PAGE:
A notable detail is the lush hairstyle of the maidens, along with a basket on their heads, replacing the capital. This entire substantial and weighty construction was intended to provide additional stability to the column, as the marble entablature could barely support the fragile necks of the female figures, even in marble. The entablature is also lightened to the maximum and consists of two components: the architrave and the cornice with dentils; the frieze along the porch of the Caryatids is absent.

The eastern facade is crowned with a shallow six-column porch of very light proportions. Its column height is 6.58 meters. In the rear wall were a door adorned with a richly decorated door frame and two windows, which are partially preserved. The northern porch reaches dimensions of 12.03 x 7.45 meters at the lower step (in width and depth). Six columns stand around its perimeter. They are heavier than the columns of the eastern porch and reach a height of 7.63 meters. They are spaced wider than the columns of the eastern porch, with a distance between them of 2.32 to 2.27 meters. Towards the middle of the columns of the northern porch, there is a slight entasis, thickening, and then tapering, with a difference between the upper and lower diameters reaching 10 cm.

Throughout the entire building, intertwining ornamentation runs along the lines of the cornices. However, the door to the pronaos in the northern porch is particularly richly decorated Its tapering upward opening (with a height of 4.88 meters, a width at the bottom of 2.42 meters, and at the top of 2.34 meters) is framed by a door frame with rosettes and a lintel on consoles adorned with anthemion The door frame is well-preserved and serves as an excellent example of the lintel of the classical period of ancient Greek architecture. The western part of the building lies 3.206 meters below the floor of the eastern part (elevated above the level of the platform adjacent to the southeast corner) by approximately 1 meter. The difference in levels adds no less uniqueness to the composition of the Erechtheion than the asymmetry of the plan.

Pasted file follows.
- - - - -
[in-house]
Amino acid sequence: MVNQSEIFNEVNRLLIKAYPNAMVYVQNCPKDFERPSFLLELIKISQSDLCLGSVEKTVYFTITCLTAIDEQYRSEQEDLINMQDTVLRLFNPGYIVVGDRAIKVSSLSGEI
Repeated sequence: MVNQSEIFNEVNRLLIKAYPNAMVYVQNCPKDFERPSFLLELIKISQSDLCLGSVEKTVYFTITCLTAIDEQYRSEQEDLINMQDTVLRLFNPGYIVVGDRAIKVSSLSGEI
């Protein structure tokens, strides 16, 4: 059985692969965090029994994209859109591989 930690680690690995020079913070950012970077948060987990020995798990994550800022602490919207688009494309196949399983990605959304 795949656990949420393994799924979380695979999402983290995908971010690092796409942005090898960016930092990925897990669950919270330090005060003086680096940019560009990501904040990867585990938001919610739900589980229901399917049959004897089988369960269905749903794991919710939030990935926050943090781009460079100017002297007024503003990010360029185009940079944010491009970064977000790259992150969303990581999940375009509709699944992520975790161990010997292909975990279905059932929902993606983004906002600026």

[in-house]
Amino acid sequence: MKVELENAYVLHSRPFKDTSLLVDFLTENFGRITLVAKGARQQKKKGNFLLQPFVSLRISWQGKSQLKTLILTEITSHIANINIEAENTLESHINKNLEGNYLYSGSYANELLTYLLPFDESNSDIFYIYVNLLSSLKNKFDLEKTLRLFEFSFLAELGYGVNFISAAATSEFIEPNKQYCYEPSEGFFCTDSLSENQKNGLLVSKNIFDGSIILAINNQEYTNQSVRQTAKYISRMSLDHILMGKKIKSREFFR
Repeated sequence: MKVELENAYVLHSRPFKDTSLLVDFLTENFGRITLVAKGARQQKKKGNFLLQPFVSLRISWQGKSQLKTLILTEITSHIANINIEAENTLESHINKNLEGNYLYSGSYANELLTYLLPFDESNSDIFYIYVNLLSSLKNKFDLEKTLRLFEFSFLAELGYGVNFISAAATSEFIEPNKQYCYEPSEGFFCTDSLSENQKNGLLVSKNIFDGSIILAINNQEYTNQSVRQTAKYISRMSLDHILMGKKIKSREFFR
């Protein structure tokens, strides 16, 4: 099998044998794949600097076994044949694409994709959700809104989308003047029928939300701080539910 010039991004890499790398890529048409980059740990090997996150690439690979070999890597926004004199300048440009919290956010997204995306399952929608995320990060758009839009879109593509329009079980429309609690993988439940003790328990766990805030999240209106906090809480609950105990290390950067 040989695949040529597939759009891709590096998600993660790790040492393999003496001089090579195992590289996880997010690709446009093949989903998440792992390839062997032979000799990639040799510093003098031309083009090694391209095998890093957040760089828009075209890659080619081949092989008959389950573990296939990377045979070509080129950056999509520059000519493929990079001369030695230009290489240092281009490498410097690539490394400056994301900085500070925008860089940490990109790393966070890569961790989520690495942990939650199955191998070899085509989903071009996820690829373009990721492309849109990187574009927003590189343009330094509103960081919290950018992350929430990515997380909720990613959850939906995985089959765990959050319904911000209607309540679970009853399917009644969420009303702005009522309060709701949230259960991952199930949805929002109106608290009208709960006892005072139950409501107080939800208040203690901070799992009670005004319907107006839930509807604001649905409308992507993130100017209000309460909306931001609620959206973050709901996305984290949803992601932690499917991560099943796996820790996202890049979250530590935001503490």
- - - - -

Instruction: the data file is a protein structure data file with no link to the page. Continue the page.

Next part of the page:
In terms of color, the Erechtheion was likely not as vibrant as the Parthenon, and polychromy here was replaced by the use of stone of different colors. White, gradually acquiring a warmer shade of Pentelic marble, gray Eleusinian marble limestone, pure white Parian marble, and gilding on the ornamentation – this seems to be the entire color palette of the Erechtheion.

The overall picture of this magnificent structure, the refinement of the Ionic order, which underwent many evolutionary changes, and the fact that the Erechtheion was built more than 20 years after the completion of the Parthenon, not only demonstrate the changes that ancient Greek architecture underwent during this time but also indirectly suggest the architects’ goal – to create a sanctuary for the fundamental sacred artifacts of the polis.